Obituary of Frederick William Schuster
Rev. Frederick William Schuster, known to all as “Bill,” died peacefully of kidney failure on December 31, 2023 in Saint Paul, Minnesota. Bill was born on October 8, 1937. He was adopted by Alice and Frederick William Schuster Sr. and grew up in Jacksonville, Florida. He faced early challenges with the resilience that became an enduring characteristic. He lost much of his eyesight as a teenager from juvenile macular degeneration, and remained legally blind throughout the rest of his life.
Bill found a way to make things work. His intellect and incredible memory allowed him to excel academically. Bill graduated from Florida State University with a degree in English, thanks to a scholarship for the blind from the local Lions Club. He attended seminary at Drew University in New Jersey and was ordained as a minister in the United Methodist Church in 1963. Bill’s blindness was a defining element of his professional life in ministry. Throughout his education and career, he benefited from kind volunteers who read him his assigned texts. He wrote in giant print with black markers, and his basement was filled with bulging notebooks of handwritten scriptures and sermons.
After his time “Up North” at seminary, Bill planned to be a minister in his home state of Florida. However, he experienced another setback when the church conference in Florida refused to call him to a parish, due to some combination of bias against his disability and his public opposition to racial segregation. Once again displaying strength in the face of adversity, Bill wrote to every conference in the East until he received a call to another Jacksonville — Jacksonville United Methodist Church in tiny Machias, Maine, located in the furthest northeast corner of the United States. He served the New England Conference of the United Methodist Church faithfully
throughout his career. For the majority of that time, Bill worked as a chaplain at the Deaconess Hospital in Boston, where he ministered to patients and taught clinical pastoral education to countless students of every faith background. And no one loved a committee meeting more than Bill — he served on numerous committees and boards for church organizations and hospitals, and he provided ethical perspective as a member of institutional review boards at Dana Farber Cancer Institute and other medical research facilities.
Bill married Janet Elliott on September 12, 1964. They formed a strong partnership in life and in ministry. In the 1960’s and 70’s, Janet was called “the minister’s wife,” but in reality they created a shared ministry to their congregations and communities. In Janet, Bill found unwavering partnership and support for the emotional, logistical and social aspects of church leadership. Bill and Janet also created an expansive, warm, and fun home. They welcomed, loved, fed, and laughed with so many — including their children’s friends, extended family, and international exchange students. After their daughters relocated to Minnesota, Bill and Janet moved to Saint Paul in 2011 to spend more time with their children and grandchildren.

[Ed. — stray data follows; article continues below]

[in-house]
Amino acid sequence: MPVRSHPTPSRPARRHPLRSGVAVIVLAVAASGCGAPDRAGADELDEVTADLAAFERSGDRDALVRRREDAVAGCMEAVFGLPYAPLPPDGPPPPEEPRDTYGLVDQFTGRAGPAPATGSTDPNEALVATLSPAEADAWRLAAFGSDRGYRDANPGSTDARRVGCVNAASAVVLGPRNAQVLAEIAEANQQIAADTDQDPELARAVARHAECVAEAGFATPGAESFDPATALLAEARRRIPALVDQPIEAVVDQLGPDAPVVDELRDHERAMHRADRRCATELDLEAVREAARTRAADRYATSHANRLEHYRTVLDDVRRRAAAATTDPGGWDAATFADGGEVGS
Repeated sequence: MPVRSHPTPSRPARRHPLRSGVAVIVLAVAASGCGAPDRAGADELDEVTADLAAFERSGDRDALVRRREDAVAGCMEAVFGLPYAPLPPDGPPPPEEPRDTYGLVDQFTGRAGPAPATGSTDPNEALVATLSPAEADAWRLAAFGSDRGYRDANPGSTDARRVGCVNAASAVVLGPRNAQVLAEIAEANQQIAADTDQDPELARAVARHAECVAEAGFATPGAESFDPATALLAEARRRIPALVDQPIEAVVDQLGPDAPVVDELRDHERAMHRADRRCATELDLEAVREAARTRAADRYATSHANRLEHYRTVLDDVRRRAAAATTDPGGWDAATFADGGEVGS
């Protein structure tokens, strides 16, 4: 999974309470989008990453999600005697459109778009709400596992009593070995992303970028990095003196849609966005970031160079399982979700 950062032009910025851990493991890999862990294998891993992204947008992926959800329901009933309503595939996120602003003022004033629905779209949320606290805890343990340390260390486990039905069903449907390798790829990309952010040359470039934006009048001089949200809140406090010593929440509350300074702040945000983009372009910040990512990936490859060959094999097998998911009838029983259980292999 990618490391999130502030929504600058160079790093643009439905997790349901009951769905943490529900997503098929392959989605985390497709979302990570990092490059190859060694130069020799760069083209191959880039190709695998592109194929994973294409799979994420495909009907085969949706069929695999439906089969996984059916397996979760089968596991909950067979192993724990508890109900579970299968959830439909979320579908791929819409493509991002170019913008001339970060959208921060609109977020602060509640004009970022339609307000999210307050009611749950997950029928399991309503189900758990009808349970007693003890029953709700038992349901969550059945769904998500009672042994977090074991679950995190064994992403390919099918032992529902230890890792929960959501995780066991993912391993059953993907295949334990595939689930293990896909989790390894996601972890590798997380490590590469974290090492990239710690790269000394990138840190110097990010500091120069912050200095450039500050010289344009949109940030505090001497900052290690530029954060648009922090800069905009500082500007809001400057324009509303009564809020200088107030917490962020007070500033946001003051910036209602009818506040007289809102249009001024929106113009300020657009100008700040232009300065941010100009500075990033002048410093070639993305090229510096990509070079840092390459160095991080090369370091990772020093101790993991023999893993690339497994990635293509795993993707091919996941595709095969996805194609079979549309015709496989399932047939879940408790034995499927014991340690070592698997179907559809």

Bill was devoted to his family, his church, his political views, his “Talking Books,” his cat, and his Cribbage score. He was also a passionate sports fan, listening to his beloved Boston Red Sox on AM radio and rooting for the New England Patriots and Florida State Seminoles. Bill was known for his surprising memory of highway exit numbers, meals, and events from decades earlier; his appetite for anything cooked by Janet (whom he affectionately called “Moose”); and his corny puns. As a chaplain, he got to be the first father present in the delivery room at the rural Maine hospital where Jennifer, his first child, was born. He was a supportive and engaged parent who wanted his daughters to have every possible opportunity. The determination with which he faced his vision challenges — some would call it stubbornness — was on display throughout his life, whether commuting on the T to the hospital each day or reviewing monthly bills with a powerful magnifying glass. Despite his blindness, he was proud to play on his high school football team for one year, and later caught a mind-blowing line drive at the United Parish of Auburndale’s church picnic softball game. He also loved competing at card games, bowling, pool, and miniature golf with Janet and his friends, children, and grandchildren.
His survivors include his wife of 59 years, Janet Schuster; daughters Jennifer Schuster Jaeger (Richard) and Elizabeth McGeveran (Bill); grandsons Benjamin and Elliott Jaeger and Nicholas and Thomas McGeveran; and sister Helen Byrd of Casper, Wyoming. Visitation will be held on Thursday January 4, from 4:00 to 7:00 p.m. at St Clement's Episcopal Church, 901 Portland Avenue, Saint Paul, MN 55104. There will be a memorial service at 10:00 a.m. on Friday, January 5, at Coventry Chapel in the Episcopal Homes of Minnesota, 1842 University Avenue, Saint Paul, MN 55104. In lieu of flowers, donations may be sent in Bill Schuster’s memory to the Preacher’s Aid Society of New England, the Lions Clubs International Foundation, or Our Lady of Peace Hospice in Saint Paul
Preacher’s Aid Society of New England
Lions Clubs International Foundation
Our Lady of Peace Hospice
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